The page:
A new 10-year analysis of people in England newly diagnosed with high blood pressure, high cholesterol or obesity shows only half receive lifestyle support from their GPs. There is strong evidence showing that lifestyle-related interventions, such as support with stopping smoking, exercising and losing weight, can reduce the risk of cardiovascular disease.
The team of researchers who carried out the analysis, published by the Journal of the Royal Society of Medicine, say that while the results may stem from poor recording in electronic health records, the results may also represent missed opportunities.
High blood pressure, high cholesterol and obesity are risk factors for cardiovascular disease, which in England causes 150,000, or 30%, of all deaths annually. GPs can play a particularly important role in recommending and monitoring lifestyle-related changes for reduction of cardiovascular disease risk.
The analysis of 770,000 patients between 2010 and 2019 showed that lifestyle interventions were recorded for 55.6% of people newly diagnosed with high blood pressure, 52.6% of people newly diagnosed with obesity and 45.2% of people newly diagnosed with high cholesterol.
The analysis also showed a substantial proportion of individuals not having any recorded lifestyle support or medication within 12 months of diagnosis, ranging from 12% of people with an initial diagnosis of high blood pressure to 44% of people with an initial diagnosis of obesity.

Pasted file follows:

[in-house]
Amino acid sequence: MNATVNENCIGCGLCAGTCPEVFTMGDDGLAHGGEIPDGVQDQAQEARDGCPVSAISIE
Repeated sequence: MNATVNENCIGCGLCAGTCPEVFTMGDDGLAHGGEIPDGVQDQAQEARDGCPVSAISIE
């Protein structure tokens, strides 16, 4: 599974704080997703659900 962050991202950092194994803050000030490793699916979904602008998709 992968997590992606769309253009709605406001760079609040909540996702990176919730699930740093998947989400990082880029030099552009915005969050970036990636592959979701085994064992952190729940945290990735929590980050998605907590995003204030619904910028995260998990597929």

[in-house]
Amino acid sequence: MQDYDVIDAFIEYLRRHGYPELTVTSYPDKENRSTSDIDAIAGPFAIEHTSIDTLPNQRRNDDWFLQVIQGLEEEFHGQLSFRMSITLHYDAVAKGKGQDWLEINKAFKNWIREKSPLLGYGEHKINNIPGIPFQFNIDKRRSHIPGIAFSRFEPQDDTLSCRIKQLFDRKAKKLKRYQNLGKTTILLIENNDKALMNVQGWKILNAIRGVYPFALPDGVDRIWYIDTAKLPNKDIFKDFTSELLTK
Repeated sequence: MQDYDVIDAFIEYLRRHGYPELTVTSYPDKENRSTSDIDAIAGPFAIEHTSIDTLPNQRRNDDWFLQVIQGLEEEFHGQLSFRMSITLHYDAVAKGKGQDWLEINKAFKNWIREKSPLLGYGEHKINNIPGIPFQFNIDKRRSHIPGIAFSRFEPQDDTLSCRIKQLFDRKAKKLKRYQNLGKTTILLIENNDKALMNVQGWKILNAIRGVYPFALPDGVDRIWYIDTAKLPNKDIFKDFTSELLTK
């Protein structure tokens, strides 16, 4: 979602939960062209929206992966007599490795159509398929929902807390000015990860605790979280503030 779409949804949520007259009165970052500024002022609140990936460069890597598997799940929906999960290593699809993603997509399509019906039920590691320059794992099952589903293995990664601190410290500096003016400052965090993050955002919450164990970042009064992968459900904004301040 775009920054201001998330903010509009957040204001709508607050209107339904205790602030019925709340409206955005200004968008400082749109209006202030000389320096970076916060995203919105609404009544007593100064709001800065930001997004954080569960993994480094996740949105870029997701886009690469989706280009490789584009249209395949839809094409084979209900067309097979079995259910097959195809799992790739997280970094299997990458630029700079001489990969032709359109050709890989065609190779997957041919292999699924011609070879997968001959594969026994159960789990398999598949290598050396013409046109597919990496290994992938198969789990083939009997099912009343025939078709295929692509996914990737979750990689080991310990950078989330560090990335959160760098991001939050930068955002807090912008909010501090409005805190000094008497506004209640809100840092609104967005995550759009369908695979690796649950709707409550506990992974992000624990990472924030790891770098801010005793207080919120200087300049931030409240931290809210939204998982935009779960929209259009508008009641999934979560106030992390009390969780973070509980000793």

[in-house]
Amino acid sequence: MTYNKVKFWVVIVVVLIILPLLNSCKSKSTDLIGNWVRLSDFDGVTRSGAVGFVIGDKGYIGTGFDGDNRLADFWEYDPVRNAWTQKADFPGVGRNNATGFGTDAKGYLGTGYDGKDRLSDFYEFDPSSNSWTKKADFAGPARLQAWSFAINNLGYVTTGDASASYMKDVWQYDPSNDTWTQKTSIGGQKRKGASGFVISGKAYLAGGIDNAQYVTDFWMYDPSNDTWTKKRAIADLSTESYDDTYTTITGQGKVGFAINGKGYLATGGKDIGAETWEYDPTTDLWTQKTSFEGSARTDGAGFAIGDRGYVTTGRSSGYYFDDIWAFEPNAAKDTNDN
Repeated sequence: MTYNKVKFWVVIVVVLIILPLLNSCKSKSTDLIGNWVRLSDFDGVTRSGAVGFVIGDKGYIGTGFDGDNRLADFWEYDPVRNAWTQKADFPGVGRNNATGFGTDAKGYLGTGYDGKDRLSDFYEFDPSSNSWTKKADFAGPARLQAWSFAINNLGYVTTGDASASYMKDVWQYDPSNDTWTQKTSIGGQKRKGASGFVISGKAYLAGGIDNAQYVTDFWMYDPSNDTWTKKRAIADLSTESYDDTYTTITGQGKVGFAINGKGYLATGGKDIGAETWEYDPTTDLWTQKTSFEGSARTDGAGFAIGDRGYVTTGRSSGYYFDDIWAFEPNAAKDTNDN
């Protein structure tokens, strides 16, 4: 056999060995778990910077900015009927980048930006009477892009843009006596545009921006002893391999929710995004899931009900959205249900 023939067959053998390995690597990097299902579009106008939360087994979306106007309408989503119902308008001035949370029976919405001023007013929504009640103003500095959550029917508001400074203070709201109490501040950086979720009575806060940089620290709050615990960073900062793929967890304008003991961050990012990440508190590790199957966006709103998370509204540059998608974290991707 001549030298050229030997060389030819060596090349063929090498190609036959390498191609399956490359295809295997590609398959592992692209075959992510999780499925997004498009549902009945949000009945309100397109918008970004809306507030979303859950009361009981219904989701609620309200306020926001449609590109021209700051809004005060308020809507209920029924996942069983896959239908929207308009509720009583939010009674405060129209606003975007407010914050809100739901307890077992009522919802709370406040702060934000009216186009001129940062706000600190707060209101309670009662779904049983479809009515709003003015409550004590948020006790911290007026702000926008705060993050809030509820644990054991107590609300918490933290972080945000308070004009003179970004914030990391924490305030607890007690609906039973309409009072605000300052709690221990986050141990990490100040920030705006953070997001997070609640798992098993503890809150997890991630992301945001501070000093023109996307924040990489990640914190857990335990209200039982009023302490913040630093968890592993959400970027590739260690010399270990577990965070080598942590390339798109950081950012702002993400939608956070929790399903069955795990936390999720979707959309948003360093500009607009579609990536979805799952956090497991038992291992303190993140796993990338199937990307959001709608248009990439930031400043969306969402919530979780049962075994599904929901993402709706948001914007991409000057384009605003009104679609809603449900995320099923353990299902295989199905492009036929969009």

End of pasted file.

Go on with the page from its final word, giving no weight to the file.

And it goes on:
One of the researchers, Dr Anant Jani, of the Heidelberg Institute for Global Health, said: “These results have important implications for policy and practice to ensure that individuals with modifiable risk factors linked to cardiovascular disease can benefit from interventions that can help to improve their health, prevent disease and, most importantly, put their health back in their hands.”
The lead researcher on the project, Julia Lemp, added: “Given the large burden of cardiovascular disease on primary healthcare services and lack of long-term follow-up on the effectiveness and equity of access to lifestyle interventions for conditions predisposing patients to cardiovascular disease, the use of electronic health records will be indispensable to better understand their use and impact. As a starting point, improvements in formal recording of lifestyle interventions in routine medical records are needed.”
Use of lifestyle interventions in primary care for individuals with newly diagnosed hypertension, hyperlipidaemia or obesity: a retrospective cohort study (DOI: 10.1177/01410768221077381) by Julia M Lemp, Meghana Prasad Nuthanapati, Till W Barnighausen, Sebastian Vollmer, Pascal Geldsetzer and Anant Jani, will be published by the Journal of the Royal Society of Medicine at 00:05 hrs (UK time) on Friday 18 February 2022.
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